I also added the DPI option above to get 96×96 as some text was too large after switching to the NVIDIA driver. Fedora still suspends and resumes and everything is just perfect!

Getting full 32-bit support in 64-bit Fedora

Is as easy as installing the 32bit version of Red Hat’s Linux Standard Base (LSB) package:
yum install redhat-lsb.i686

Fedora minimal install

To get a basic, command line only, base packages install of Fedora, simply add “text” to the installer’s kernel line at boot.

This will then install around 200 base packages and give a small, clean, lean system. From here you can install whatever package or group you like to built it up to something you want.

See here for more options for Anaconda, the Fedora installer.

Update: Alternatively, select “Customize now” during the standard installation process and un-tick everything (yes, ALL package groups even the Base group!). This will then also install the same 200 base packages for a minimal system, but has the added benefit of providing the graphical installer. Use the netinstaller to reduce your initial download.

When Compiz won’t start..

So now that you know how to get Compiz working properly, what do you do if it still refuses to enable itself via the “Desktop Effects” program?

Justin had this exact problem on his machine. It appears that the compiz-gtk script wouldn’t start and my theory was that it’s unable to replace Metacity (for some reason).

So I fixed this by editing his gconf file directly
sed -i 's/metacity/compiz-gtk/' \

This means that Metacity is never loaded to begin with, instead calling compiz-gtk to do its magic.

This is exactly what is set after successfully enabling Compiz via the “Desktop Effects” program, so we’re just bypassing whatever problem was stopping it from being enabled (like I said, I think it was unable to replace Metacity).

If you have the same problem, try this fix. If it can’t start Compiz it will safely revert to Metacity.


Fedora 12 and Compiz (Settings Manager)

Fedora uses the older method of enabling Compiz, via the gconf plugin.

The “Desktop Effects” program under System -> Preferences runs the /usr/bin/compiz-gtk script (part of the compiz-gnome package) to enable Compiz, or fall back to Metacity (GNOME’s window manager).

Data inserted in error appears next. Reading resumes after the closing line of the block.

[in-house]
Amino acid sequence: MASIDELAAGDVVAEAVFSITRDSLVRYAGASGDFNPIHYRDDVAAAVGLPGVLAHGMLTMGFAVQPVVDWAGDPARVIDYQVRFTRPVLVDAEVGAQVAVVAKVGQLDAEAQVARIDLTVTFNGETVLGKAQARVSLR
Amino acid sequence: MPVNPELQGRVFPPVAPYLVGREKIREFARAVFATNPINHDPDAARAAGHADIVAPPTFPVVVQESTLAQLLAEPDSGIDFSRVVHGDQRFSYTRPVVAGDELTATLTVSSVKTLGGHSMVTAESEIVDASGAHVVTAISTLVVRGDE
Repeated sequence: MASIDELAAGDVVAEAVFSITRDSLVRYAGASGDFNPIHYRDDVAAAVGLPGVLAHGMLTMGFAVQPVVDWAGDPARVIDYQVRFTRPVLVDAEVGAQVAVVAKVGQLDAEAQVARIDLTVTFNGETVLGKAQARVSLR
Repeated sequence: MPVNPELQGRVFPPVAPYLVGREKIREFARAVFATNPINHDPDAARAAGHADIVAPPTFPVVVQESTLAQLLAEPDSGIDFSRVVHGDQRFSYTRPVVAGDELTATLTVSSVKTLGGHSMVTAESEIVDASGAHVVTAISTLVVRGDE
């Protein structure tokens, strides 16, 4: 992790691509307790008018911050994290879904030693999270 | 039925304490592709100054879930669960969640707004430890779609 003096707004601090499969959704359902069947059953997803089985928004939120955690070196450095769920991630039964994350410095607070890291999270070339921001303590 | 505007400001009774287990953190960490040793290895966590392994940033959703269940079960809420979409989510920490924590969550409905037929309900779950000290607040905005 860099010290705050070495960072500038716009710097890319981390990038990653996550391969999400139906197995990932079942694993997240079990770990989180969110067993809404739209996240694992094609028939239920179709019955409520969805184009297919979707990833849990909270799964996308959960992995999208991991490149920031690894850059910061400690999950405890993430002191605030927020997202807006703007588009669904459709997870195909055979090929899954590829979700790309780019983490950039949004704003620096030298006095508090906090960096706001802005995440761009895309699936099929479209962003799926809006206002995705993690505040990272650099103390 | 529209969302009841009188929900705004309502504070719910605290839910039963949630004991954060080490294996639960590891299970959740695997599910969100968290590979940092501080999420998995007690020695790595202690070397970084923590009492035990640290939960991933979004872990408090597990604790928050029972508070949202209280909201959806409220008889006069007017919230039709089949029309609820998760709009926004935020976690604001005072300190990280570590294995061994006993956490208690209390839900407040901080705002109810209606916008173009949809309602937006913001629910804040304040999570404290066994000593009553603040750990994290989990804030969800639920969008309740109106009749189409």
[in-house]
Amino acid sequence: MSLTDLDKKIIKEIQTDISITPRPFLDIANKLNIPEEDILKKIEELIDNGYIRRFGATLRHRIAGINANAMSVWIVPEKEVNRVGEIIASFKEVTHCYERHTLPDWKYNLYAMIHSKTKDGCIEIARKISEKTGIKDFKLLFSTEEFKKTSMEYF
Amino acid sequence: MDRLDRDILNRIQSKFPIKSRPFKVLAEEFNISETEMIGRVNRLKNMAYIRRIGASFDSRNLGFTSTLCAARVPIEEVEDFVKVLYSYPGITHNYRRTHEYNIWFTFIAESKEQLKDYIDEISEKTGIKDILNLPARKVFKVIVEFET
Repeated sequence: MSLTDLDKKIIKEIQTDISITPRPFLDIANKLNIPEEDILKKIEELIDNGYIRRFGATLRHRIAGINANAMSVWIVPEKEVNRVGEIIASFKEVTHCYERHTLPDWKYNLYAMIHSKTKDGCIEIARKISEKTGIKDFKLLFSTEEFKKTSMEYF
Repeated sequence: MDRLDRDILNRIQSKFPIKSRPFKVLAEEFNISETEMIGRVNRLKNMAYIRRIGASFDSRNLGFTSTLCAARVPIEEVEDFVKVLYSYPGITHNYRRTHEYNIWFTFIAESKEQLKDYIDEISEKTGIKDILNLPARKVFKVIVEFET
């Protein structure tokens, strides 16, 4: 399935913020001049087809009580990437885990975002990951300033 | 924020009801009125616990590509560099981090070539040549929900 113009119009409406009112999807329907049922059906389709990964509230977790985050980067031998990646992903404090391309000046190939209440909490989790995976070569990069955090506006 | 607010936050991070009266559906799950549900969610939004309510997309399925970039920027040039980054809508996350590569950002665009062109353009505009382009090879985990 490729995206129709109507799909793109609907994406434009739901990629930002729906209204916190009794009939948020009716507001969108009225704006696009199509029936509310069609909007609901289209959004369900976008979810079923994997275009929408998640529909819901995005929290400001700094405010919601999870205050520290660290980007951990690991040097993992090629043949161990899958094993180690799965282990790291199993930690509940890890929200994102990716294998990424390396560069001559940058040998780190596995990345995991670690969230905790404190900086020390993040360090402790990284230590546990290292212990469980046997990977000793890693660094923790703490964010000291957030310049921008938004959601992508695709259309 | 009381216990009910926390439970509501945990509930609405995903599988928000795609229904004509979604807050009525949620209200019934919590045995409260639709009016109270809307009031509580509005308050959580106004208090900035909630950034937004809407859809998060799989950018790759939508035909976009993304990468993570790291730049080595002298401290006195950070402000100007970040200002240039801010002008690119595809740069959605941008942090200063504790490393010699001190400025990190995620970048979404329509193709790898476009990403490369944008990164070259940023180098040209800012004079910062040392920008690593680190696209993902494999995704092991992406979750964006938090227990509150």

gconf backend
The compiz-gtk script executes the command:
compiz --ignore-desktop-hints glib gconf gnomecompat

On systems here (with NVIDIA cards at least), the gconf backend package was not installed. This means that even though NVIDIA and 3D is all working, Compiz won’t start. So, installing the required gconf backend package should make it all work.

su -c 'yum -y install compizconfig-backend-gconf'

Now try again.

ccp backend
Upstream however, Compiz has moved away from gconf and is using libcompizconfig (ccp) and the CompizConfig Settings Manager (ccsm) to handle settings.

Installing the ccsm package under Fedora and changing Compiz settings using the graphical manager (CompizConfig Settings Manager) results in none of those taking effect.

This is because the compiz-gtk script is not loading the ccp module. So the workaround is to install ccsm and then modify the script to replace gconf with ccp.

su -c "sed -i 's/gconf/ccp/' /usr/bin/compiz-gtk"

Now try again.

Keep in mind that updated versions of the compiz-gnome package may overwrite this file, so you’ll need to edit it again in future if this happens.

Does your Mac have 64bit EFI?

Update: Actually, you might be able to install 64bit Linux on a Mac with 32bit EFI by including the “fakebios” GRUB2 option. I’ve updated the grub-efi tarball to include this and it works on my Mac Pro. Thanks to Martijn Broeders for this.

To install 64bit Linux onto a Mac using only EFI (and not MBR emulation) then your Mac must have a 64bit EFI. Run the following under OS X to discover whether you have 64bit or only 32bit:
ioreg -l -p IODeviceTree | grep firmware-abi

This should return something like:
| | "firmware-abi" = <"EFI32">

If you see “EFI32” like I do, then it means your machine can’t execute 64bit EFI loaders, so you’re stuck with 32bit, d’oh!. If you see “EFI64” then you should be able to install native 64bit Linux using EFI only, yay!

I discovered this while trying to load 64bit only my Mac Pro at work as an alternative to running Linux with multiple drives and MBR (which doesn’t really work) :-(

This is why the 64bit Fedora efidisk.img never worked on my Mac, but the 32bit one does.